unit placements are forecasted to continue to increase.


    “I forecasted
    about 25 percent growth in 2002 and 2003 and that’s exactly what happened,” said
    Peter Grant, an industry analyst for Gartner. “Average selling prices were
    dropping as well. As the prices dropped, the markets grew.” This year, Gartner
    forecasts 541,600 color laser printer placements in the United States ,
    increasing to 928,691 placements by 2008.


    With such
    projections OEMs are quick to emphasize the selling opportunities. “Given the
    growing trend to printing in color, we recommend that dealers expand their
    presence in the printer market as a way of enhancing their entire line-up of
    products,” says Bill DiMinno, vice president of marketing for Panasonic Digital
    Document Company. “There’s also the added incentive to almost triple a dealer’s
    aftermarket revenue by placing a color rather than a monochrome printer. Every
    dealer’s goal over the next few years should be to convert monochrome to color
    anytime they can.”


    lamenting the nature of printers as a commodity product should recognize that
    color printers provide additional reasons for buyers to turn to dealers rather
    than to other channels of distribution. “I think there is an opportunity in
    color for dealers to go in there and teach people how to use it,” says Grant.
    “The push-back has been, ‘Well, I don’t want everyone printing in color’ The
    dealer can respond, ‘Then let’s control who uses it and who doesn’t.’ Some of
    the new drivers enable you to control who is printing. You can track, monitor
    and control some of these things that people haven’t been doing


    Grant adds that
    color laser printers also provide dealers a means of displacing the sea of color
    inkjet printers that are in use. “What we’ve seen with some of these color
    opportunities is, if you’ve got an organization with five or more color inkjets,
    you can consolidate that to a single color laser printer, print the same number
    of pages or more and still save money,” he says. “So, dealers should be selling
    that benefit as well.”


    Even with such
    opportunities on the color side and projections of substantial sales of both
    monochrome and color printers in the coming years, undoubtedly, the commodity
    status of the printer still quells the enthusiasm of many dealers for the
    market. Low prices and low margins, many would say, hardly seem to make it
    worthwhile, even with any expectation of aftermarket revenue. Why should a
    dealer, then, pursue the printer market? Certainly, the ability to offer
    customers a full product line is often cited among the reasons.


    “Our core
    business is the MFP and that’s where our strength lies,” says Cliff Quiroga,
    director of product management for Sharp Document Solutions Company of
    . “We offer printer models to enhance our product line-up.
    When you are trying to provide a complete solution, printers are often
    obligatory. And so, we believe it’s necessary to offer printers because a lot of
    our dealers’ customers like to do ‘one-stop shopping.’”


    Slawetsky notes
    that offering “one-stop shopping” is a necessity for dealers who want to thwart
    competitors. “You have to sell printers because if you don’t there will always
    be products from another vendor on the network,” he says. “And it doesn’t really
    matter at this point whose product it is. If their product is on the customer’s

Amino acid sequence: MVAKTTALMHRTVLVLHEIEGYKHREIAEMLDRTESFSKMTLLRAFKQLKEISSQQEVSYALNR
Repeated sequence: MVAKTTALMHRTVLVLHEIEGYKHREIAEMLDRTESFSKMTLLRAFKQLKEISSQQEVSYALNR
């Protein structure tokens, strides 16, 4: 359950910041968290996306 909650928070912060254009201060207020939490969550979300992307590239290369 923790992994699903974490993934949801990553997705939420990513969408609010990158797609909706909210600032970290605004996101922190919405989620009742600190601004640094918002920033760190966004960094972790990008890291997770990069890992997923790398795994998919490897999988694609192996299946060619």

network you are at risk of losing the entire connected portion of your installed
    base to that other vendor.


    “Some dealers
    may say, ‘Well, it’s only Hewlett-Packard and they don’t play in my space,’”
    continues Slawetsky. “But, they do, and I’m convinced they will be stronger in
    that space within the not-too-distant future. Even now they go up to 75 or 85
    ppm with the Konica Minolta manufactured devices they offer. So, they are a
    threat to dealers.”


    Those customers
    with HP printers often do have an interest in consolidating to a single brand,
    adds Slawetsky. “IT managers or even office administrators who are managing the
    network by default because there is nobody else to do it prefer to have one set
    of drivers, one set of controllers, one set of user interfaces to minimize
    training and administrative costs,” he says.


    DiMinno agrees,
    noting that the BTA channel also has the benefit of its high level of service,
    as compared to other printer distribution channels. “HP and other printer
    companies have done a tremendous job of placing their products for many years,
    but they have not necessarily done a tremendous job of serving, upgrading and
    keeping them all consistent,” he says. “A dealer, for example, may find that
    there are 16 different types of printers in a customer location with 16
    different consumables and 16 different types of driver interfaces and sets of
    commands. This positions dealers to play up their ability to set standards in
    the workplace, while using printers strategically to penetrate the copier/MFP


    says Quiroga, BTA channel sales reps have made significant strides in their
    ability to converse with a key group of individuals who have helped HP reach a
    point where it can claim such a significant portion of the printer market — IT
    personnel. “More and more, sales rep are not afraid to go directly to IT,” he
    says. “So, you should make IT managers a part of your sales process. The sooner
    you get them involved and convince them that you are capable as a dealership,
    the better equipped you are going to be to close the sale and upgrade the
    printers that are already installed.”


    Finally, there
    is one other characteristic of HP and its printer population that provides a key
    opportunity for dealers and traditional copier OEMs. “HP has a huge target on
    its back,” says Grant. “It has a large installed based of monochrome devices and
    it doesn’t know where many of them are located. HP would like to know, but is